My eldest has just been through a 6 month home desensitisation programme where she has the introduction and gradual increase of baked egg into her diet to help her body tolerate egg and possibly even help her grow out of her egg allergy.
We were offered the opportunity to start this, after there was no sign from the regular skin prick tests of her egg allergy decreasing. Because she had coeliac disease and most convenience products that are on the shop shelves also contain egg, I became increasingly worried that as she gets older & more independent her her limited dietary options will have an affect on her. I was delighted when they offered this programme, and Ada was also excited about the prospect of increasing her food options as well as having to eat cake 3 times a week.
Food desensitisation is relatively new. In 2014, studies in giving children with peanut allergies trace amounts of peanuts over a period of time gave good results, and decreased the chances of anaphylactic attacks in some children. Since then it has become a common treatment for some children with various allergies – depending on their type and severity of allergy. They are still researching actually how the desentsiation helps with the allerfies, currentky looking at tests abiut how long a child could be without the allergen to go back to the severe reaction they had. At the moment, it is advised that we continue having the bakes egg in a cake or similar 3 times a week in order to keep it up.
So what we had to do:
We have to have baked egg as an ingredient in food for at least 20 minutes at 180°C in order to change
the structure of the egg protein. Over a 24 week period, we started with a 1 egg batch of cupcakes and of these she has an eighth of a cup cake 3 times a week for 4 weeks, gradually going up to a 3 egg batch and a whole cake at 20 weeks.
I’d cook the batches of cake and froze them, so there was no need to be cooking cakes constantly. I changed the ingredients, so make the cakes a little more nutritious and less sugar to suit us. To be honest, it was also a massive learning curve to cook with egg, as we are so used to baking gluten free food without. It was exciting to see cakes rise so much, and also for the texture to be a bit more crunchy. We had a couple of disasters when I experimented prob a bit too much and we once had a very flat and slightly burnt batch, but generally they turned out well.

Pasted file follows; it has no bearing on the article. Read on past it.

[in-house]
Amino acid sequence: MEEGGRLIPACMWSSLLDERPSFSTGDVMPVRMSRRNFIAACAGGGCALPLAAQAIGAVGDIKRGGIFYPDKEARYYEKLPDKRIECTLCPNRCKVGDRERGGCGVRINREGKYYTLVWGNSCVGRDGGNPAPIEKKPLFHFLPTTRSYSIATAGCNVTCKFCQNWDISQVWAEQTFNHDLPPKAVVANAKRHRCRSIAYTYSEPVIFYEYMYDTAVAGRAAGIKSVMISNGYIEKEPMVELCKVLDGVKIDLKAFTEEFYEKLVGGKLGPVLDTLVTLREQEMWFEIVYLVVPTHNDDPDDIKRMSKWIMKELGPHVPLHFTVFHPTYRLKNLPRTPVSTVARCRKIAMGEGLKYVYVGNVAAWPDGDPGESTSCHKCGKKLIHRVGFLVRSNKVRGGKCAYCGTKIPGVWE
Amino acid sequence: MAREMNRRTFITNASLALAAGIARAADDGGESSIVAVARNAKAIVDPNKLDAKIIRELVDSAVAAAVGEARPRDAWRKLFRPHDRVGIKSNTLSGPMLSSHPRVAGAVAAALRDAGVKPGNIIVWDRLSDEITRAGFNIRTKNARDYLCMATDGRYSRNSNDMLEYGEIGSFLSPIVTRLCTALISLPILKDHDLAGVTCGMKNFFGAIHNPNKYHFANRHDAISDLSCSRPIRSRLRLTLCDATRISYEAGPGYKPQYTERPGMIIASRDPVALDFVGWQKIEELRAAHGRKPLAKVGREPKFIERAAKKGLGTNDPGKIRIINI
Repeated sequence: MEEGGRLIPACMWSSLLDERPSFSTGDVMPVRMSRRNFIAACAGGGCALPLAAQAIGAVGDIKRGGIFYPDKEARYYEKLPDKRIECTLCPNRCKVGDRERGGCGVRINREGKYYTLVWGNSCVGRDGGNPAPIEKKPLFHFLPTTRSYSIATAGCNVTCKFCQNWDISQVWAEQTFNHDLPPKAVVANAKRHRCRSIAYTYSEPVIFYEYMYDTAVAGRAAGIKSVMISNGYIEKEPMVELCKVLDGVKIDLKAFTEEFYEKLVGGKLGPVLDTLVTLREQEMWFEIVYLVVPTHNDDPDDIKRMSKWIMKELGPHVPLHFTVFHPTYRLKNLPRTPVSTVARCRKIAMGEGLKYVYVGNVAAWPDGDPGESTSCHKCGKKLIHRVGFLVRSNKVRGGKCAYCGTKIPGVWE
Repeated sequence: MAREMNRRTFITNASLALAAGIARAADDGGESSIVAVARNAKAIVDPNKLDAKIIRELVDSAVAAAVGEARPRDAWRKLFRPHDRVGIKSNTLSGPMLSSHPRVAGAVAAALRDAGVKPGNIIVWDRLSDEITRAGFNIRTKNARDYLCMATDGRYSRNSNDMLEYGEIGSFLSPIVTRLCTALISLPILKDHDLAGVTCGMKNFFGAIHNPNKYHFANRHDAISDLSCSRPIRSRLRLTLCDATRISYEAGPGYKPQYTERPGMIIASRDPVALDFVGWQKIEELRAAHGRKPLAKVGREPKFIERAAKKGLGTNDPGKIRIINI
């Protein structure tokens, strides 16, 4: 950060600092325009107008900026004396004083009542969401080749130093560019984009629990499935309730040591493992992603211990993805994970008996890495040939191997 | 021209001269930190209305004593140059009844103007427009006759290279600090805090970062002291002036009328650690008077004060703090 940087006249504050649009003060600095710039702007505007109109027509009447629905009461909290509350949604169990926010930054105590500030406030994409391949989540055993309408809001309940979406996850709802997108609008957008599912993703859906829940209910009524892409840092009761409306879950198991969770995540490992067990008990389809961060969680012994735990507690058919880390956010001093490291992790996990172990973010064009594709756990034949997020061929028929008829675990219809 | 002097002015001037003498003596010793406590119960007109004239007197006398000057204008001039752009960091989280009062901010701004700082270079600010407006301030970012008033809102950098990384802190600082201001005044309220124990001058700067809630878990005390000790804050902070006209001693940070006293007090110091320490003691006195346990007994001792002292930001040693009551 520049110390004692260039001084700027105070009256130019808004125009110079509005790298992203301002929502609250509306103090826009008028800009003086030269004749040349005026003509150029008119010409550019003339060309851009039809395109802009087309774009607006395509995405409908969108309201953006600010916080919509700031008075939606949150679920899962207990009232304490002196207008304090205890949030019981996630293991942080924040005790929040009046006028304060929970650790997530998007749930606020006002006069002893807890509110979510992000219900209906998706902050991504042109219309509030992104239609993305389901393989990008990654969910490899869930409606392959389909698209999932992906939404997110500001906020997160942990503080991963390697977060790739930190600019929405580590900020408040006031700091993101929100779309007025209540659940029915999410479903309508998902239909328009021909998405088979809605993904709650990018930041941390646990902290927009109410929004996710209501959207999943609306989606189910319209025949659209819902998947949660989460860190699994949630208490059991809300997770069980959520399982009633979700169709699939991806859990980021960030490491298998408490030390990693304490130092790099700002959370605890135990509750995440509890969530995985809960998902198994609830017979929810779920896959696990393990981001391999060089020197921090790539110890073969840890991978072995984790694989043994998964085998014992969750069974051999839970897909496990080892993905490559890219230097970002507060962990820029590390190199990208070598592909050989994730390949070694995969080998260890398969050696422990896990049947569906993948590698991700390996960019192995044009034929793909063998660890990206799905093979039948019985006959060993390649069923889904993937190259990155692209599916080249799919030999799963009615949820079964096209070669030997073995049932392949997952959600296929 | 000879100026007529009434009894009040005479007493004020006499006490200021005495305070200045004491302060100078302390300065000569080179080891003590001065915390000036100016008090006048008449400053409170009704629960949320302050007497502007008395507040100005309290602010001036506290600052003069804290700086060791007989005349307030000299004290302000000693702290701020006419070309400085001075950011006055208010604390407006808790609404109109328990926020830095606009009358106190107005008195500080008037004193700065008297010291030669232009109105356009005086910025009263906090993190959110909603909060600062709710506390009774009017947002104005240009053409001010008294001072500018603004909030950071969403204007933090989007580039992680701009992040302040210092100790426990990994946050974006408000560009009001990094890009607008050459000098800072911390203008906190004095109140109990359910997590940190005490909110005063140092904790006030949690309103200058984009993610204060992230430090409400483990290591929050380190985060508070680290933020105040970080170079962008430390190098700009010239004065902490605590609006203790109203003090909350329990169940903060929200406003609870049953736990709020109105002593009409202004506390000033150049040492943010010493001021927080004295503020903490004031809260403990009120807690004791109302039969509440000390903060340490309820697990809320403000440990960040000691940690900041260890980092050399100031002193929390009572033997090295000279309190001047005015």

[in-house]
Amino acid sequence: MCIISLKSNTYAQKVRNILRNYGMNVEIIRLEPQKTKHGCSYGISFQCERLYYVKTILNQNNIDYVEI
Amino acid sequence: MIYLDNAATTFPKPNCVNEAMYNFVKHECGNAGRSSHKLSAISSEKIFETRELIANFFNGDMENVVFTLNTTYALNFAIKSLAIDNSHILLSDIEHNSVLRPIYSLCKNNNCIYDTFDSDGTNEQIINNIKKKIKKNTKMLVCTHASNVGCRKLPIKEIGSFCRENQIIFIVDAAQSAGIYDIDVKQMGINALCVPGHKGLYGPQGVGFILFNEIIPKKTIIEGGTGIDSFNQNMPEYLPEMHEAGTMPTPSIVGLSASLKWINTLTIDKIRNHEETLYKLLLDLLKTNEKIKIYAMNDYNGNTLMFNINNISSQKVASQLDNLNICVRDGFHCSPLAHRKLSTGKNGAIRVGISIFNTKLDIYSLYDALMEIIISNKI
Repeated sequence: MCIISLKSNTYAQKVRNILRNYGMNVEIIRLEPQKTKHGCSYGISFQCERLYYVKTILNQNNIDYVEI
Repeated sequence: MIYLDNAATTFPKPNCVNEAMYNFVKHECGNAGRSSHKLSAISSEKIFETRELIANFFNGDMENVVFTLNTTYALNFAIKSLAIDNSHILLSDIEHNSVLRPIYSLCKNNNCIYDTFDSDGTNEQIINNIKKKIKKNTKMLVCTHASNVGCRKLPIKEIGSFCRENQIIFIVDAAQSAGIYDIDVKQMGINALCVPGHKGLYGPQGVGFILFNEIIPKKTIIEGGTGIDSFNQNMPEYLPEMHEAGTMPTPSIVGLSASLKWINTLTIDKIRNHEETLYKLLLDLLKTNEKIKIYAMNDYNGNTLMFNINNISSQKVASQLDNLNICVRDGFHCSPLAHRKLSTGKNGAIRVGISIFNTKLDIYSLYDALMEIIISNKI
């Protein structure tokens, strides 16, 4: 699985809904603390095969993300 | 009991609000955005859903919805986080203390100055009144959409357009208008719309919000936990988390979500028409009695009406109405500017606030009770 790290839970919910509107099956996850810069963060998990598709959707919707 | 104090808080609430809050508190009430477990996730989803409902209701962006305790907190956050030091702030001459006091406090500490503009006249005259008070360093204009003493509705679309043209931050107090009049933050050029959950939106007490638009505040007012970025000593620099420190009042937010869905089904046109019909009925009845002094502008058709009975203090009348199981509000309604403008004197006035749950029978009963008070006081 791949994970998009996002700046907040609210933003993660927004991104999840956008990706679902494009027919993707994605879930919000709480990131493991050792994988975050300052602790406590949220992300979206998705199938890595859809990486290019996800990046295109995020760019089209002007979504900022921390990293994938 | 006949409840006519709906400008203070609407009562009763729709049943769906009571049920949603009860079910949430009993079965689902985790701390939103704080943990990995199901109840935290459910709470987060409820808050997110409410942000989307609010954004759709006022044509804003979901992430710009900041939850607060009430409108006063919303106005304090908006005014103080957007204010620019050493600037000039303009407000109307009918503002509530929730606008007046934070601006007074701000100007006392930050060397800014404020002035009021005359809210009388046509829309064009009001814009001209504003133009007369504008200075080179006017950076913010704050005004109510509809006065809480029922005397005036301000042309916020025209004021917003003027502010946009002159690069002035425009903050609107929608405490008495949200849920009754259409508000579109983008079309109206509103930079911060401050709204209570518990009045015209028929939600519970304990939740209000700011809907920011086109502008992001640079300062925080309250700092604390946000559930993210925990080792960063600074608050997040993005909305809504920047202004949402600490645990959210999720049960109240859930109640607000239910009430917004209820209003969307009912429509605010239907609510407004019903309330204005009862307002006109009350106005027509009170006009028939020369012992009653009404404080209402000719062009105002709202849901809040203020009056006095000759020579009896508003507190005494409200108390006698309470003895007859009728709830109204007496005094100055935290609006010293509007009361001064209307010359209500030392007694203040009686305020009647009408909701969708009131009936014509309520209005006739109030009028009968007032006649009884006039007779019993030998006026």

We also had a couple of reactions along the way, particularly the first two eights, then Ada’s body seemed to adjust quite quickly. She also had a reaction in one of my experiments when I made such a huge batch, that the egg didn’t cook quite enough. But after putting the cake in the oven for another 10 minutes, the next time she tried it she was fine.
The most exciting bit now is that we are able to go to a free from section and rather than being able to eat probably about 2% of the food there, Ada can now eat about 70%. This makes is easier for playdates, staying with friends, going out and about, on holiday, and for the school to be more inclusive too. Ada tried shop bough muffins and bagels for the first time last week, it was very exciting.
This is such a life changer for us, hence the renaming of this blog, from Eggainst The Grain to.
I honestly can say this is such a success, and I love medical reasearch!!!